It is true that Franzen began using manufactured yeasts. However, the vineyard management remained extreme and steel tanks are still in use for aging the wines - though barrels have just begun to be used for Grauburgunder, Weissburgunder and a Spatburgunder (which will be released down the road.) The wines themselves have maintained the brilliance and expressiveness that was the signature of the Schwarz era.
Frazen's wines impress me as being slightly more exuberant in their youth than Schwarz's; many people have also mentioned that Frazen's wines are yeastier. Yes, they are different, however, if there was a vintage to release the estate from the specter of Hans-Gunther Schwarz, it should be 07. Among the highlights was their collection of sweet wines, of which they made an incredible six TBAs! (Many of them pictured, below.) Herr Franzen, too, is very pleased with the quality of the BAs and TBAs. He says that the botrytis in 2007 was so dry and so clean that it’s the type of thing a winemaker may only see once in a lifetime.
A formidable lineup of sweets - including four of the six TBAs! (Two were still fermenting at the time.)
Of the line-up of sweets, the Schlossel Rieslaner BA is incredibly long and bright with excellent freshness. It presents itself as the youngest of the bunch.
The Riesling Breumel in den Mauern TBA is absolutely electric, floral, and danced across the palate.
The Muskateller Haardter Burgergarten TBA is, I'm told, the first-ever Muskateller TBA; it is a mythical and gorgeous bottle of wine. The notes of purple flowers are absolutely iridescent. The wine brilliantly combines weightiness with litheness and a razor-like cut.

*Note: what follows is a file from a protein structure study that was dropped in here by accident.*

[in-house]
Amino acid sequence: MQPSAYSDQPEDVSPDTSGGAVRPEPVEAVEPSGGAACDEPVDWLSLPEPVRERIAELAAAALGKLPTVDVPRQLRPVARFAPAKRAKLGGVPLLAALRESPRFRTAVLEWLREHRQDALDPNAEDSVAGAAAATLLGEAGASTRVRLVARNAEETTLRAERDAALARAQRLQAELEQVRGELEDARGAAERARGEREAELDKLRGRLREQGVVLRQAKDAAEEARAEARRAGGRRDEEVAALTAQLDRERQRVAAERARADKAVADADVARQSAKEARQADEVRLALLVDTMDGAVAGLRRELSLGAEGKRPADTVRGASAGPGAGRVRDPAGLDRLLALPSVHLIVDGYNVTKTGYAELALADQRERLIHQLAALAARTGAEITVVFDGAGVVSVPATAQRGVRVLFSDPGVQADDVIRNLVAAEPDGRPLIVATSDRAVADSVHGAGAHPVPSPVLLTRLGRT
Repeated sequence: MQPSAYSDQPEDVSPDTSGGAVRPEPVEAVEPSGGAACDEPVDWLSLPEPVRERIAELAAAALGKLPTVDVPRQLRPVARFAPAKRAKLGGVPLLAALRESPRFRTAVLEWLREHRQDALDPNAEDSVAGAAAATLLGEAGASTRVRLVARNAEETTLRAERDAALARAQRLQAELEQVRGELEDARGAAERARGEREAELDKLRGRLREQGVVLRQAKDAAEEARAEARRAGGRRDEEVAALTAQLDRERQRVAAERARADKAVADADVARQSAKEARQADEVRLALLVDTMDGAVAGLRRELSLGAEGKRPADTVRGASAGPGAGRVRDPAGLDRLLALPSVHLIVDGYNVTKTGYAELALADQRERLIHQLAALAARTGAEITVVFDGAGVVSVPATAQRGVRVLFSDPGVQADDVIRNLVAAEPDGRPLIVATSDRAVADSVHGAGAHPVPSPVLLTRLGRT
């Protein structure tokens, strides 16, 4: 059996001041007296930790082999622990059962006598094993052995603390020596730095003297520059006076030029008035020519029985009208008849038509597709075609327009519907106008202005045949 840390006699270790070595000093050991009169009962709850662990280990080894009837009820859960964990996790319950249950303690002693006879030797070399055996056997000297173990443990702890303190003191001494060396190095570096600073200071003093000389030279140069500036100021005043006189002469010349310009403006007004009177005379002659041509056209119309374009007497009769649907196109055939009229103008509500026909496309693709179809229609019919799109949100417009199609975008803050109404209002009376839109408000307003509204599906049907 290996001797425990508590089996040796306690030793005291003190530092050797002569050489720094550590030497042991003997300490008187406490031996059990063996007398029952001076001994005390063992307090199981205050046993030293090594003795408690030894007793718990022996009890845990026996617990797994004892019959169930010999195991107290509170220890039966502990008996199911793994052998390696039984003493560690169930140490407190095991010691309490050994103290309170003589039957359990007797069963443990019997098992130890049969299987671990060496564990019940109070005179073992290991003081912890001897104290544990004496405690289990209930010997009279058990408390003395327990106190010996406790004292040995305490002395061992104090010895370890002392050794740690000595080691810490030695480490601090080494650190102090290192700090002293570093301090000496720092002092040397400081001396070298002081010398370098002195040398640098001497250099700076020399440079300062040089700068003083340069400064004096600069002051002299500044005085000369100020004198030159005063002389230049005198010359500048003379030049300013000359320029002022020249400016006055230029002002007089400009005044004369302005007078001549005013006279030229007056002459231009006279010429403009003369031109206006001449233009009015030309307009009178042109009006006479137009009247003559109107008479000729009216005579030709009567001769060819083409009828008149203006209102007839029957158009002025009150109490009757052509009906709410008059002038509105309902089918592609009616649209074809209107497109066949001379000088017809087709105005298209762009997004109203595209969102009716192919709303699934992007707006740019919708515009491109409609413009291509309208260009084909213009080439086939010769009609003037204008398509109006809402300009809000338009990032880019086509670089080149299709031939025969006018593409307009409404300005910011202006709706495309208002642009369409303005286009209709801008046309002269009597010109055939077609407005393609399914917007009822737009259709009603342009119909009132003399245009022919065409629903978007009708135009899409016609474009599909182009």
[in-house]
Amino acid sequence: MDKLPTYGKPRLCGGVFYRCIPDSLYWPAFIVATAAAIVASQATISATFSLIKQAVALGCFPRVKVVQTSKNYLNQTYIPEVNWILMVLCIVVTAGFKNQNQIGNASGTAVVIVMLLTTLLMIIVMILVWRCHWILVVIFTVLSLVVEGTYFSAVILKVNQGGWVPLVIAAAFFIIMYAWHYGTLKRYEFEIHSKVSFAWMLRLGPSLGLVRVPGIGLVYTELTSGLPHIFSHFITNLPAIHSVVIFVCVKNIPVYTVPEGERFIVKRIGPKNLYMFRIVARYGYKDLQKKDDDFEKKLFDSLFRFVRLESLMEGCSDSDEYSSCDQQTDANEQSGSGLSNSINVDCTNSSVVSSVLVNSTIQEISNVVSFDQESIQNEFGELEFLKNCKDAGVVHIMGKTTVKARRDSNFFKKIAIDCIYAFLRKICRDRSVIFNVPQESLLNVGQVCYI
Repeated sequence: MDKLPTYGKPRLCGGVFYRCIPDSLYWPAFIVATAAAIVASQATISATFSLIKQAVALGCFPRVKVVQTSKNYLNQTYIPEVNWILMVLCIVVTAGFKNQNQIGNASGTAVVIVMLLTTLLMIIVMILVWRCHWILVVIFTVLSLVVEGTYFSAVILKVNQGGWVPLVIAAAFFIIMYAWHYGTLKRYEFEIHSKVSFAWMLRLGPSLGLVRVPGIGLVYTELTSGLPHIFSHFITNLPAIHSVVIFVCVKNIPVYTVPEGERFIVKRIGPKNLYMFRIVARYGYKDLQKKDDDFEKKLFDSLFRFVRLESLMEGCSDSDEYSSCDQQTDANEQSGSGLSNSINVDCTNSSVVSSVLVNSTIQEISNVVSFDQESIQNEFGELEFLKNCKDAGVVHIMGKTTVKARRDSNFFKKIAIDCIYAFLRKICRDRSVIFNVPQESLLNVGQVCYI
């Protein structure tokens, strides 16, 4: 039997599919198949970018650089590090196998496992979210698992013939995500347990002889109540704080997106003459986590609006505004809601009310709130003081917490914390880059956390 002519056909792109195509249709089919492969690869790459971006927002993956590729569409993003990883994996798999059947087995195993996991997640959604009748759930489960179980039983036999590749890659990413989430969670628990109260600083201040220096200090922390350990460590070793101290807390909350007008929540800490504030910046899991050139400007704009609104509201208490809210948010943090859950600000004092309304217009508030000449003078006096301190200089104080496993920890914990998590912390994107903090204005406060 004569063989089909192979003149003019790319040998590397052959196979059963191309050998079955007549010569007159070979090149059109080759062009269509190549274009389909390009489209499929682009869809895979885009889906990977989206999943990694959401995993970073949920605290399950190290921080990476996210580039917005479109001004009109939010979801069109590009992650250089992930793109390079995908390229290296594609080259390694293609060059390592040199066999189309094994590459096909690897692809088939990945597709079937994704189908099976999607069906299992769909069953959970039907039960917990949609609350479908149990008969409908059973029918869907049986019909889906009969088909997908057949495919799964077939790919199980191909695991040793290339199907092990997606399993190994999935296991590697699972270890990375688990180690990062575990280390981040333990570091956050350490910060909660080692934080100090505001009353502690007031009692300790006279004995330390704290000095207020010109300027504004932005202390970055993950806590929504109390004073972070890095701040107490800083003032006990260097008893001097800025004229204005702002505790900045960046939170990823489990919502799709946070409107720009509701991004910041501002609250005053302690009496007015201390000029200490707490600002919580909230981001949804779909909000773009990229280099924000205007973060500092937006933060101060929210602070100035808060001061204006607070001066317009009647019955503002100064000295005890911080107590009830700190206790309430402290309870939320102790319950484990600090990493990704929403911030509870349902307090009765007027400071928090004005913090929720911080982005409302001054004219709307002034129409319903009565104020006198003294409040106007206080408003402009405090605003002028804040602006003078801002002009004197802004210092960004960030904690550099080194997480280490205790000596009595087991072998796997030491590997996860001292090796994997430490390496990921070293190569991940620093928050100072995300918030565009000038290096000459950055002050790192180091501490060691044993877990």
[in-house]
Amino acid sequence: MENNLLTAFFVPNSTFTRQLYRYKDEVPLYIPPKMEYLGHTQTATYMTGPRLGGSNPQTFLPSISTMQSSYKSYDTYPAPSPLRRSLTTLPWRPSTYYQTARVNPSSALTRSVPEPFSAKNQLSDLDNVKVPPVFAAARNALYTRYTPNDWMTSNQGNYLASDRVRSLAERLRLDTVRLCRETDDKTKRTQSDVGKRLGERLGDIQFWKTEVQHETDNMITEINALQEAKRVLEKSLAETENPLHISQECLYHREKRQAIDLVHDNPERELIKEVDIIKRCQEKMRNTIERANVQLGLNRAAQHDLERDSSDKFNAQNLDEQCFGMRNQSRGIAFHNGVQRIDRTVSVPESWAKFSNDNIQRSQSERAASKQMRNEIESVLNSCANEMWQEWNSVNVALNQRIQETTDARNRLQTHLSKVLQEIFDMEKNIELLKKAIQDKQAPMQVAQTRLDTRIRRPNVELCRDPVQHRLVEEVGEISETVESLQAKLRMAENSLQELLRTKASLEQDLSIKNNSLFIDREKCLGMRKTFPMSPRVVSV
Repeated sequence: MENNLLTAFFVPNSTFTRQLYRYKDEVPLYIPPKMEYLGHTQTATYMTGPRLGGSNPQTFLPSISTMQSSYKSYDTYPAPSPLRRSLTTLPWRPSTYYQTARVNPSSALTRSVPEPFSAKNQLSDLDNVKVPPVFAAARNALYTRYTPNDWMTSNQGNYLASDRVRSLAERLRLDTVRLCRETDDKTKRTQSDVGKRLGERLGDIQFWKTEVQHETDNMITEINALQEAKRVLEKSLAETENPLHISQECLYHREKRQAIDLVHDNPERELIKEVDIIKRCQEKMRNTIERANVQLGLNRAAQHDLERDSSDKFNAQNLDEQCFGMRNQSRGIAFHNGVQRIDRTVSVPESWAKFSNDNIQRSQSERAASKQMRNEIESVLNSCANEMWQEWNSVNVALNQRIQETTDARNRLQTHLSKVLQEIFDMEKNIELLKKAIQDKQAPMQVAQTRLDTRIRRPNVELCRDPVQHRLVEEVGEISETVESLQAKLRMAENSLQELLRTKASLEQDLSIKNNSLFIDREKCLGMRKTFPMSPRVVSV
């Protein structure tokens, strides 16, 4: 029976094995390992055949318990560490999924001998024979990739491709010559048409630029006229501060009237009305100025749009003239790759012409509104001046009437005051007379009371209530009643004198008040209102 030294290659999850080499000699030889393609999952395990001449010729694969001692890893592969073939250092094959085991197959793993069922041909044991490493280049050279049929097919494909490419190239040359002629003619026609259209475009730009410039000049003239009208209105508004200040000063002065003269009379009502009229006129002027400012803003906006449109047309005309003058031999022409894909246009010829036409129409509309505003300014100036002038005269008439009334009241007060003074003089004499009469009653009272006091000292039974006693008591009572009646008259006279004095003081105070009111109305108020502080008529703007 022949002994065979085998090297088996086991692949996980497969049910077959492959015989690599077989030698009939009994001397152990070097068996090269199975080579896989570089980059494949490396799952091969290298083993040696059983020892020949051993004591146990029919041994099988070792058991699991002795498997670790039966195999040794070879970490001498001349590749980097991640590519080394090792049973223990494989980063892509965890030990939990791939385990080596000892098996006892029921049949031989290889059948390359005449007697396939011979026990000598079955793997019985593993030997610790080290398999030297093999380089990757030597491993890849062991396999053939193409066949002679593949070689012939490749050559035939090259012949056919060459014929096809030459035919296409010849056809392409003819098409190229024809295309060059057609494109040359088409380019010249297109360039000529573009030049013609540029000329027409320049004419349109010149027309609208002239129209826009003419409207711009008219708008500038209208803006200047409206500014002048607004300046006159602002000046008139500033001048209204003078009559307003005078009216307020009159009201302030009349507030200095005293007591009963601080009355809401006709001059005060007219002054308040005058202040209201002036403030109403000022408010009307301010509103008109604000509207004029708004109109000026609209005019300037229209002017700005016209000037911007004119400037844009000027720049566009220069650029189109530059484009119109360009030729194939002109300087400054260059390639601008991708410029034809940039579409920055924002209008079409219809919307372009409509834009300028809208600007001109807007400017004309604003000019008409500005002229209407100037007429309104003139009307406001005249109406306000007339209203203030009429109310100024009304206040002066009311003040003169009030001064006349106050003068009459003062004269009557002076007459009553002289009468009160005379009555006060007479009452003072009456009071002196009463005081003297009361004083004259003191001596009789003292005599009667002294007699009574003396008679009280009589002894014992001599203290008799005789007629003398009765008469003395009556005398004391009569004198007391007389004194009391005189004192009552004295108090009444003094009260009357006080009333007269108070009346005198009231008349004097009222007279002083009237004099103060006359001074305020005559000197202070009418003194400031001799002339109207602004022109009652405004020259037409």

Moving away from the more rarefied realm, the Riesling Auslese Herzog is delicious insanity in a bottle - a beautiful and captivating form of madness. The grapes for this super-Auslese were shriveled, yet with no botrytis - this is the only way to explain the high Oechsle. It uses this richness to wonderful effect, remaining both pure and agile as it dances across the palate with exotic flourishes, lemon flowers and a pristinely clean soil element.
The Mandelring Scheurebe Spatlese is an excellent expression of the grape: great length and lift with a fascinating assortment of dark spices, grapefruit and lemon thyme.
One shouldn't forget the beautiful Muskateller Kabinett Trocken. The perfume, lemon, and pears notes are just too impressive too neglect.
The 2007 collection at Muller-Catoir clearly shows that what Hans-Gunther Schwarz helped to create, continues. Maybe it's slightly different, but it's not any less compelling. Personally, as a wine buyer, I couldn't be happier - to have wines of such stunning clarity from such a diverse cast of grapes is something to treasure.